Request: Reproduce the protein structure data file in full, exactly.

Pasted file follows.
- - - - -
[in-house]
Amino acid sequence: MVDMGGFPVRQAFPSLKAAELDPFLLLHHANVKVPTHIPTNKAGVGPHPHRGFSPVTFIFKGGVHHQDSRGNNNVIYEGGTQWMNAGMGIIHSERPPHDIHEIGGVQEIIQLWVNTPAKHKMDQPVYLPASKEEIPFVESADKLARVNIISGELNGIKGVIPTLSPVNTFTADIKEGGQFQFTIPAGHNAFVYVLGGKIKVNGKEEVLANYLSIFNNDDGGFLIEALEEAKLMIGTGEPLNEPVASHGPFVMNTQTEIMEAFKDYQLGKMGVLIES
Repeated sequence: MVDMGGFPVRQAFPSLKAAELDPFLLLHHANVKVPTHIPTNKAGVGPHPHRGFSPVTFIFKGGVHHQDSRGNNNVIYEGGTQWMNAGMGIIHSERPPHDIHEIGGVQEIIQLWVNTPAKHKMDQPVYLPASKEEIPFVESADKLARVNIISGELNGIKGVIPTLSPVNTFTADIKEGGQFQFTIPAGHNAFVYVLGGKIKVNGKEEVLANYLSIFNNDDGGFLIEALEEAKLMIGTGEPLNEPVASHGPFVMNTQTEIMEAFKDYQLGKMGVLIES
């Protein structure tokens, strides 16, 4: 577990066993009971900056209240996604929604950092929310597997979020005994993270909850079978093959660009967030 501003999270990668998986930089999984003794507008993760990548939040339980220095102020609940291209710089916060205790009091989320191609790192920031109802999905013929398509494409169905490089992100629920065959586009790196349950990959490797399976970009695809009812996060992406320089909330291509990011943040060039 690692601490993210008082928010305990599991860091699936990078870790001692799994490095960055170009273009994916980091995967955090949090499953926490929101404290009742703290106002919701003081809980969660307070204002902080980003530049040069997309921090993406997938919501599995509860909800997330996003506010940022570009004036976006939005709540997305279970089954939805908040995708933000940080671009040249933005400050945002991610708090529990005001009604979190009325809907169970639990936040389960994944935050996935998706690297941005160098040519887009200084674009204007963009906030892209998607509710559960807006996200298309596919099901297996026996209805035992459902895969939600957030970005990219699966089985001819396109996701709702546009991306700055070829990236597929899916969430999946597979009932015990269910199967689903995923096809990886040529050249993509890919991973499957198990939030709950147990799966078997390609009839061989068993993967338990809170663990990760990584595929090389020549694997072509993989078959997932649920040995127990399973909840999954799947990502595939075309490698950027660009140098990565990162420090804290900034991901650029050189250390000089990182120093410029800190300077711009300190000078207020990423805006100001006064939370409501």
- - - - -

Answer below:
[in-house]
Amino acid sequence: MVDMGGFPVRQAFPSLKAAELDPFLLLHHANVKVPTHIPTNKAGVGPHPHRGFSPVTFIFKGGVHHQDSRGNNNVIYEGGTQWMNAGMGIIHSERPPHDIHEIGGVQEIIQLWVNTPAKHKMDQPVYLPASKEEIPFVESADKLARVNIISGELNGIKGVIPTLSPVNTFTADIKEGGQFQFTIPAGHNAFVYVLGGKIKVNGKEEVLANYLSIFNNDDGGFLIEALEEAKLMIGTGEPLNEPVASHGPFVMNTQTEIMEAFKDYQLGKMGVLIES
Repeated sequence: MVDMGGFPVRQAFPSLKAAELDPFLLLHHANVKVPTHIPTNKAGVGPHPHRGFSPVTFIFKGGVHHQDSRGNNNVIYEGGTQWMNAGMGIIHSERPPHDIHEIGGVQEIIQLWVNTPAKHKMDQPVYLPASKEEIPFVESADKLARVNIISGELNGIKGVIPTLSPVNTFTADIKEGGQFQFTIPAGHNAFVYVLGGKIKVNGKEEVLANYLSIFNNDDGGFLIEALEEAKLMIGTGEPLNEPVASHGPFVMNTQTEIMEAFKDYQLGKMGVLIES
């Protein structure tokens, strides 16, 4: 577990066993009971900056209240996604929604950092929310597997979020005994993270909850079978093959660009967030 501003999270990668998986930089999984003794507008993760990548939040339980220095102020609940291209710089916060205790009091989320191609790192920031109802999905013929398509494409169905490089992100629920065959586009790196349950990959490797399976970009695809009812996060992406320089909330291509990011943040060039 690692601490993210008082928010305990599991860091699936990078870790001692799994490095960055170009273009994916980091995967955090949090499953926490929101404290009742703290106002919701003081809980969660307070204002902080980003530049040069997309921090993406997938919501599995509860909800997330996003506010940022570009004036976006939005709540997305279970089954939805908040995708933000940080671009040249933005400050945002991610708090529990005001009604979190009325809907169970639990936040389960994944935050996935998706690297941005160098040519887009200084674009204007963009906030892209998607509710559960807006996200298309596919099901297996026996209805035992459902895969939600957030970005990219699966089985001819396109996701709702546009991306700055070829990236597929899916969430999946597979009932015990269910199967689903995923096809990886040529050249993509890919991973499957198990939030709950147990799966078997390609009839061989068993993967338990809170663990990760990584595929090389020549694997072509993989078959997932649920040995127990399973909840999954799947990502595939075309490698950027660009140098990565990162420090804290900034991901650029050189250390000089990182120093410029800190300077711009300190000078207020990423805006100001006064939370409501």